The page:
Here is what Heart Mapping once looked like in my 4th-grade class. A class set of 35 heart templates printed on white printing paper would be handed out by an eager paper-passer while the rest of the class laid out their newly purchased tools of choice to write and color with on their desks. Once they received their template, students began to sketch and write inside their hearts moments of joy over the summer, memories they cherished with people that mattered, and or objects that held meaning. Later on, we would mine the details of what we drew and wrote as potential seed ideas for our narrative unit of study. This was a part of my beginning of the year ritual on building relationships in a pre-COVID-19 era. I had assumed that surely every student had a joyous summer, important memories to share, and even owned objects. Looking back on this practice, I recognize this activity was built on assumption. Assuming kids had a joyful summer, had people in their lives they cherished, and memorable experiences. It was not intentional in building a classroom community based on building students’ unique identities.
COVID-19 has unmasked inequities that lay dormant in our schools. For starters, several students did not have access to a device to meet with teachers. While most districts loaned students one, there came connectivity issues that arose. During this time, we recognized that school is more than an institution to share information.
School is also a place where I now recognize Heart Maps should be used to intentionally create a community of care. This community begins with trust in us as teachers. It is a place where kids feel their voices are important, their stories are heard, and that we see them. .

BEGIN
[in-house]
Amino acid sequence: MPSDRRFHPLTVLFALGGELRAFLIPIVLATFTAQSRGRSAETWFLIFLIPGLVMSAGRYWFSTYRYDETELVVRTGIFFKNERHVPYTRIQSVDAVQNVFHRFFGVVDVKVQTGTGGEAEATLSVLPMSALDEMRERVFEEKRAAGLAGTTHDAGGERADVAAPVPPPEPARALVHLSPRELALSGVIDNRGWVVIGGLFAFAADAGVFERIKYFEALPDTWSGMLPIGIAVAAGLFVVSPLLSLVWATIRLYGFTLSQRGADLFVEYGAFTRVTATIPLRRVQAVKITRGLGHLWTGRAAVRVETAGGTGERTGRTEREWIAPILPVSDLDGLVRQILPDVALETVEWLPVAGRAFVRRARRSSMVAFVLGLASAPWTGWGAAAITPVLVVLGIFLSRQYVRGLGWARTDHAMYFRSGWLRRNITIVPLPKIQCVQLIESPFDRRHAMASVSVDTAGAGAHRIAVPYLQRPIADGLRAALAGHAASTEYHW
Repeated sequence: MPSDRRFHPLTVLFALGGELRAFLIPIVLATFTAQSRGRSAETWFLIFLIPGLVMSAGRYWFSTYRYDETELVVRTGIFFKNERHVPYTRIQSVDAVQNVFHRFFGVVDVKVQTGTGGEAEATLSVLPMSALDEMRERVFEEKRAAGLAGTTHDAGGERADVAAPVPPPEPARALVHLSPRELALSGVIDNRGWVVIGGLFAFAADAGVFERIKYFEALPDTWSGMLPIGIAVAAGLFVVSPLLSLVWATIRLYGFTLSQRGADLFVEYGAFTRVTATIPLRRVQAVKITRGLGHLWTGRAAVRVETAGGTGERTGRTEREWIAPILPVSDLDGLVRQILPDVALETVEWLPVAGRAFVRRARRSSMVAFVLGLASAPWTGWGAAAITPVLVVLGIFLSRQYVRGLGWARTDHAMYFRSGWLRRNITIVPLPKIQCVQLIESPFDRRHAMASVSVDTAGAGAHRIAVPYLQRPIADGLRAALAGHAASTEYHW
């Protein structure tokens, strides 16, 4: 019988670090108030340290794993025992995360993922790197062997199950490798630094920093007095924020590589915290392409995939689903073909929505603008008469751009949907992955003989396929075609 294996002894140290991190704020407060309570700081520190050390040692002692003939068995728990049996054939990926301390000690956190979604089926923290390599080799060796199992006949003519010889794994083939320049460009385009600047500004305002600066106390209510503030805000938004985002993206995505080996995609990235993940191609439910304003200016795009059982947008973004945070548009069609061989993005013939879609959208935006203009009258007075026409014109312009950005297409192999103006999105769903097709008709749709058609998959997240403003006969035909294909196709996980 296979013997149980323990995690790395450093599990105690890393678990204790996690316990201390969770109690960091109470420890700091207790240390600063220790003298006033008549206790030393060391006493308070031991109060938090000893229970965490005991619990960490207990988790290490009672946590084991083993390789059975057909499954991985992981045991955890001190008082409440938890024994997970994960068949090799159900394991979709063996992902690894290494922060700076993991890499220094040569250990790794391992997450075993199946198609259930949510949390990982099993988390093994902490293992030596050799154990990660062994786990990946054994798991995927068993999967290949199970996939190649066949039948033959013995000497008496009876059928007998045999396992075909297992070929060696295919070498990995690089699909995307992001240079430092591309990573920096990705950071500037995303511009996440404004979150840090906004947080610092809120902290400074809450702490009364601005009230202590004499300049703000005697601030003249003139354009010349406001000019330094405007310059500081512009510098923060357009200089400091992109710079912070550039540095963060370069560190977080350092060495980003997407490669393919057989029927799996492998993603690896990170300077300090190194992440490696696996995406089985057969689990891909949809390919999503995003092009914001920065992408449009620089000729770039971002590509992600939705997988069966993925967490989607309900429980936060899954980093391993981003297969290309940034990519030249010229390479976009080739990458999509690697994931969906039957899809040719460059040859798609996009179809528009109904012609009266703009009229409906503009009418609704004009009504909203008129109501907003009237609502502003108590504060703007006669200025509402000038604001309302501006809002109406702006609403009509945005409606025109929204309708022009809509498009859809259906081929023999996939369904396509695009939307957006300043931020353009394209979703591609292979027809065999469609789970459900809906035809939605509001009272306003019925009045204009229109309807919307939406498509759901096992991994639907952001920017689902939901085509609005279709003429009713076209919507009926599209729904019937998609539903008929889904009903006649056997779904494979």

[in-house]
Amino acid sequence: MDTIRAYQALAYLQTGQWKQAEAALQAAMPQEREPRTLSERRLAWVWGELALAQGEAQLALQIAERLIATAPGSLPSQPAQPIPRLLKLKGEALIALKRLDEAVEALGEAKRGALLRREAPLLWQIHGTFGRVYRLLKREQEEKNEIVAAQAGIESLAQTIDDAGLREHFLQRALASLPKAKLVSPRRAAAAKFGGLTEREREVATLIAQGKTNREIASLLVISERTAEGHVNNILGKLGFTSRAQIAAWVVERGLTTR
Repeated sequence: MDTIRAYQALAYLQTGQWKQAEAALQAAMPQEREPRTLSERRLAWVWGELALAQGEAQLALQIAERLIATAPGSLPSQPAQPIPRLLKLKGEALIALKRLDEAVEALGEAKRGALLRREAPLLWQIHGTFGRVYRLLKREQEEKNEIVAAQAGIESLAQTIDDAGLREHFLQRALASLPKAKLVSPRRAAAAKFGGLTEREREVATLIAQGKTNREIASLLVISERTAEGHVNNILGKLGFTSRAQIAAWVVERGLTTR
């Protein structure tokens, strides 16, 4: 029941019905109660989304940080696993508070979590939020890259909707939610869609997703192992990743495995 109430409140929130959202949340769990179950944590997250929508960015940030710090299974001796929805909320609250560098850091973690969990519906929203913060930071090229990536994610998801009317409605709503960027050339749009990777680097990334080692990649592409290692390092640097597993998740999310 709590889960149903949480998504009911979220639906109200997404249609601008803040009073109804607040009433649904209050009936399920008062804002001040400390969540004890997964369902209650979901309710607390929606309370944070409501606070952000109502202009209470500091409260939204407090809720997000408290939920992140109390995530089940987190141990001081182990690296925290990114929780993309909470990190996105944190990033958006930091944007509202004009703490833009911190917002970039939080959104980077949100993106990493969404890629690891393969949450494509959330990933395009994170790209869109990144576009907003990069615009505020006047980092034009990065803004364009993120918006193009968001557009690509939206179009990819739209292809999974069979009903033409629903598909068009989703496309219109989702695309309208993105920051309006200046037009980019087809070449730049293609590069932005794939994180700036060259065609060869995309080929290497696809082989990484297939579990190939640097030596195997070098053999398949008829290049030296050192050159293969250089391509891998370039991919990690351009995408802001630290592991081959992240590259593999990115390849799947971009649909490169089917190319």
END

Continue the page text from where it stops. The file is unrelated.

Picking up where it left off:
We can be more intentional by providing students specific lenses to use when creating heart maps. Georgia Heard, author of Heart Maps; Helping Students Create and Craft Authentic Writing describes, “Heart mapping as a metaphor for what all writers know: to write into what matters to us, to keep our feelings alive, to be vulnerable, to tell the truth, to question, and to speak what many people only keep inside.” It is another way that we can access a window into our students’ identities. Author, Sara Ahmed shares in-depth about identity webs in her book Being the Change, and Melanie Meehan writes more on this in her blog post. Heard describes 20 ways that heart maps can be used to inspire and engage writers in her book. Out of the 20, three stood out to me as a way to let our kids be seen, valued, and heard. These three ways of using heart maps can be accomplished in a traditional school model, a hybrid model of instruction, or a 100% Distance Learning.
- Family Quilt Heart Map
My family has not kept a quilt, but in families that do, quilts connect an individual to extended family members. You can have students map people, stories, memories, rituals, and traditions on a family quilt heart map. Begin by either providing a heart template or having students draw hearts. When creating this map, we can consider some guiding questions Heard provides in her book.
- What family stories or memories can you include?
- Write down any family songs, traditions, rituals, or foods that make your family unique.
- Write any family stories that your family tells and retells to each other.